Gutenberg 9.4.0 was released this week with many small improvements to existing features, while work on full site editing continues. This release will not be included in the upcoming WordPress 5.6 release but those who are using the Gutenberg plugin will have access to the improvements right away.
The button block now has a width selector, which allows the user to set the button to 25%, 50%, 75%, or 100% of the parent container. By default, a button’s width is determined by the size of its content. If you like bigger buttons, this update will give you more flexibility. Button margins are also included in the width calculations, so users can create multiple buttons in a row, or a grid of buttons, and have them properly fit together and aligned.
Making a button is easier than it has ever been before. Gone are the days of using shortcodes or hunting for the correct CSS class to apply in order to match the theme. Button creation used to be so needlessly difficult with a fragmented, unfriendly workflow, but the block editor continues to chip away at the complexity with each new release.
Version 9.4 also introduces typography controls for the list block. Gutenberg contributors have been discussing adding color and text size customizations to all text-based blocks since 2018, and the list block is finally getting some font size controls.
Social icons can also be resized now. Users can select from several preset sizes, including small, normal, large, and huge.
The 9.4 update adds support for <kbd> tags with a new button in the overflow rich text menu. These tags are useful for displaying content in the browser’s default monospace font, which helps when writing documentation or articles with inline code.
This release lays the groundwork for handling block variation transformations. Block variations are essentially the same block with registered variations that appear as a separate block in the block inserter. For example, the navigation block has horizontal and vertical variations. The editor now introduces a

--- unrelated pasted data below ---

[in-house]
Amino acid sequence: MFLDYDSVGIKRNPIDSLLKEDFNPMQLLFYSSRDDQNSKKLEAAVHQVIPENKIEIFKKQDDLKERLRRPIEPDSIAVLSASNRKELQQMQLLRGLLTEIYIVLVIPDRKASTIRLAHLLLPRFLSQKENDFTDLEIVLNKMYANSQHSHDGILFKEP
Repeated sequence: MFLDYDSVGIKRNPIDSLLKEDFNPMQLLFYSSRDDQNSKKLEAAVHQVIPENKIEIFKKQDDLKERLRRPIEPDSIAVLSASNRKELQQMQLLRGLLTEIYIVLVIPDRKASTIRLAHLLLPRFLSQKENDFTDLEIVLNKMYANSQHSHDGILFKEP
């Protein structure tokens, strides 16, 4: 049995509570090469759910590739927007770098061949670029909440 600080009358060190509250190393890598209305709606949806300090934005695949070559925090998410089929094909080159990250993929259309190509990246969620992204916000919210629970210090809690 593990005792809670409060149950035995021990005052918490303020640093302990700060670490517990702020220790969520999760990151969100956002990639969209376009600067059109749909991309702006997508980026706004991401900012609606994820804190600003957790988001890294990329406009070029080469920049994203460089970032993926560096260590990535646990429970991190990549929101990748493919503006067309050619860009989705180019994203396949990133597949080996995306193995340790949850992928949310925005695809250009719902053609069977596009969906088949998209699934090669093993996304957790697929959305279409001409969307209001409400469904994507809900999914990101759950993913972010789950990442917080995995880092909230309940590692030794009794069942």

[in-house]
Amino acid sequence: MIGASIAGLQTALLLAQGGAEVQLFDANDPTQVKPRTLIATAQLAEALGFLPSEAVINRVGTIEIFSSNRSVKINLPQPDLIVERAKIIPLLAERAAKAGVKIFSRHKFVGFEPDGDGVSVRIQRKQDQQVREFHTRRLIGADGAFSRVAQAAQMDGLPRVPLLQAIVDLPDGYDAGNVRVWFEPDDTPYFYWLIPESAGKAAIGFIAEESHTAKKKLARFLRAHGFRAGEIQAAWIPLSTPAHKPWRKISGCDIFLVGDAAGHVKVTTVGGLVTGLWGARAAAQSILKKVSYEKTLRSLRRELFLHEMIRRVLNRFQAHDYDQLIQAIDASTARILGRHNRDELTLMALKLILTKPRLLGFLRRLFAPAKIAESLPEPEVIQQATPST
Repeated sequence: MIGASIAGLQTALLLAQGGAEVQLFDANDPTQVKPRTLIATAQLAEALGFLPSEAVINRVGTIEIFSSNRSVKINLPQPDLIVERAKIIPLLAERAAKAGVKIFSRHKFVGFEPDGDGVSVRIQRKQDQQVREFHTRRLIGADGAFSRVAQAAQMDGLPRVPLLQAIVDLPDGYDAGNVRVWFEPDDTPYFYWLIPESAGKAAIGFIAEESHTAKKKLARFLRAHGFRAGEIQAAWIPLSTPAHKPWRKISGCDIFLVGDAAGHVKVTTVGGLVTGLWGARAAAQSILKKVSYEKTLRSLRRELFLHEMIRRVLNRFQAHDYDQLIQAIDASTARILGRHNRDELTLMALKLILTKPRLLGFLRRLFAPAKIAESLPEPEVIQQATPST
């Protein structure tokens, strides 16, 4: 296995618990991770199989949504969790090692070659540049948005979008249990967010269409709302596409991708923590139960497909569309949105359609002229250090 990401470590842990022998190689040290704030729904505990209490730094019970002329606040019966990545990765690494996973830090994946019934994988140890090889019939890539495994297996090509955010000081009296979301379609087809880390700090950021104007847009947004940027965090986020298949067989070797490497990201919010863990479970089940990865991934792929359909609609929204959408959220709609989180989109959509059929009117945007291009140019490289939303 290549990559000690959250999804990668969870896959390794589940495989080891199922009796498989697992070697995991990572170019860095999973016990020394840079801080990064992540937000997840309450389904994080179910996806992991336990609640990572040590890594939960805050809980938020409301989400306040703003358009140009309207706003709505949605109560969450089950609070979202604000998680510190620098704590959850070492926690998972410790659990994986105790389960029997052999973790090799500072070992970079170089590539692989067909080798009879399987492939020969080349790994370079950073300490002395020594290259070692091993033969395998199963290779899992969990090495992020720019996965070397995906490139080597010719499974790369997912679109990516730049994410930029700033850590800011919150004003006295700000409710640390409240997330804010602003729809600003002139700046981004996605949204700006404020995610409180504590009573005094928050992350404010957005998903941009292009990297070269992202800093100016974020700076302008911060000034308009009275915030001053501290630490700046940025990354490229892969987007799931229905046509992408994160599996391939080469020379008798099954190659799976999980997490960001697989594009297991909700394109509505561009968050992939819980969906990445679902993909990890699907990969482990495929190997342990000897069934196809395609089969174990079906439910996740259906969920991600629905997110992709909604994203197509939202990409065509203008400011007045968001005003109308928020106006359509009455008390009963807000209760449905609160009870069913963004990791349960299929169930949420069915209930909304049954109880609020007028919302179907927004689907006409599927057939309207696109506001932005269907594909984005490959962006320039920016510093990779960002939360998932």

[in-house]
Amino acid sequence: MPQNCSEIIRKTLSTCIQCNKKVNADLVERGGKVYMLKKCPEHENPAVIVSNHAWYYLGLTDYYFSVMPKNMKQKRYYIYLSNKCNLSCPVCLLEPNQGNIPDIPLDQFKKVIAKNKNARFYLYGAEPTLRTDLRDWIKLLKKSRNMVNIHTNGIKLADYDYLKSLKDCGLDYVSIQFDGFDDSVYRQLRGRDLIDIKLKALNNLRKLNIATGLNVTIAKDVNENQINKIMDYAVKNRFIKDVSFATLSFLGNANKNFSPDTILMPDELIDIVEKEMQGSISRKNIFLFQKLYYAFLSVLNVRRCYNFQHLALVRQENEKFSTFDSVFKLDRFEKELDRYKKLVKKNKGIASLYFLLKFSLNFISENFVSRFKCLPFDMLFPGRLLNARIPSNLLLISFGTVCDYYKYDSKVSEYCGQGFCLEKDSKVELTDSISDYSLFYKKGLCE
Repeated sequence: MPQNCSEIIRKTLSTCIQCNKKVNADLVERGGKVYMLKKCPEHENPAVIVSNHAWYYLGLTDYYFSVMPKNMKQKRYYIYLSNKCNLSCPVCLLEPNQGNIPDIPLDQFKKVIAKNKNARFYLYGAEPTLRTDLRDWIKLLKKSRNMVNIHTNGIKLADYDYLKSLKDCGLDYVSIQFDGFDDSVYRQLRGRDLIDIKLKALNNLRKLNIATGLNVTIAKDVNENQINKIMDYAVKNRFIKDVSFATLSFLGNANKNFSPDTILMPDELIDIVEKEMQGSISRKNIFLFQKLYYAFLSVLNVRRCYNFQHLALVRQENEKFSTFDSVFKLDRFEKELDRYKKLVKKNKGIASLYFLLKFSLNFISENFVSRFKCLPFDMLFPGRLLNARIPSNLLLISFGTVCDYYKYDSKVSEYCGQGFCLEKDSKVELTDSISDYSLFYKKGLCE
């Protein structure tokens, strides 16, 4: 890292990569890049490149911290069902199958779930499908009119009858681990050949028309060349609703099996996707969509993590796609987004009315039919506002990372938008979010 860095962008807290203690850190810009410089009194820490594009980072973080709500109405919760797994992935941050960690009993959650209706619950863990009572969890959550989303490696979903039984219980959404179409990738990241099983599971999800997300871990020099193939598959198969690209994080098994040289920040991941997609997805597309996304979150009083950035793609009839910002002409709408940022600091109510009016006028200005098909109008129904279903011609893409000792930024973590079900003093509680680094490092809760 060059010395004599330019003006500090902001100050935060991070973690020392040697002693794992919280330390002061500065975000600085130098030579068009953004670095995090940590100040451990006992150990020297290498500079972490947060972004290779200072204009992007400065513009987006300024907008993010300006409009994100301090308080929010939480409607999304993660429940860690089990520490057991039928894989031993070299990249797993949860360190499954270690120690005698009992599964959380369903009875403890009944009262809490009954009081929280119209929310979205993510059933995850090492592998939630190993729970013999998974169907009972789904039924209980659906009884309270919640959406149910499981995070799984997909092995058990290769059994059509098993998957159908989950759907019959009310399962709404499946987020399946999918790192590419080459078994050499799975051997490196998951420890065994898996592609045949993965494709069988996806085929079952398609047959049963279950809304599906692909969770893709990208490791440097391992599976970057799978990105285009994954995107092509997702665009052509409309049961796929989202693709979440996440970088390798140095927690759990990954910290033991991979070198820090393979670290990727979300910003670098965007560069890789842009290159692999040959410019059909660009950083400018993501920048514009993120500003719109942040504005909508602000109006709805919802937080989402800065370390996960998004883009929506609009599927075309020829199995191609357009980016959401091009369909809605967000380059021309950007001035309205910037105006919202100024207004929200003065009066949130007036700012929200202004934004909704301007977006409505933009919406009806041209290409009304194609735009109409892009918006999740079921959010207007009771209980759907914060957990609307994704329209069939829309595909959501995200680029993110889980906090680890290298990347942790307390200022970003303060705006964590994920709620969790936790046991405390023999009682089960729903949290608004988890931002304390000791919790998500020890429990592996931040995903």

transform option for the
scope field in block variations, so developers can control how to handle these transformations.
Enhancements in this release add polish to many aspects of the UI, including the inserter search, custom select menu styles, the link interface, Search block styling, shortcode block styling, and reduces the UI on hover (an optional setting in preferences).
One handy new feature for writing is that users can now add a header by typing
/h6 followed by enter/return. While I like the idea of this, it seems unintuitive to have to use enter/return to change the block to a header. This feature would be easier to remember if it mimicked the existing feature that allows users to add a header by typing
### followed by a space. Changing the trigger action to a space instead of a return would make more sense here.
Version 9.4 also includes a great deal of progress behind the scenes on experiments, including the full site editing framework, FSE blocks, the site editor, and global styles. Check out the changelog for a full list of bug fixes and enhancements.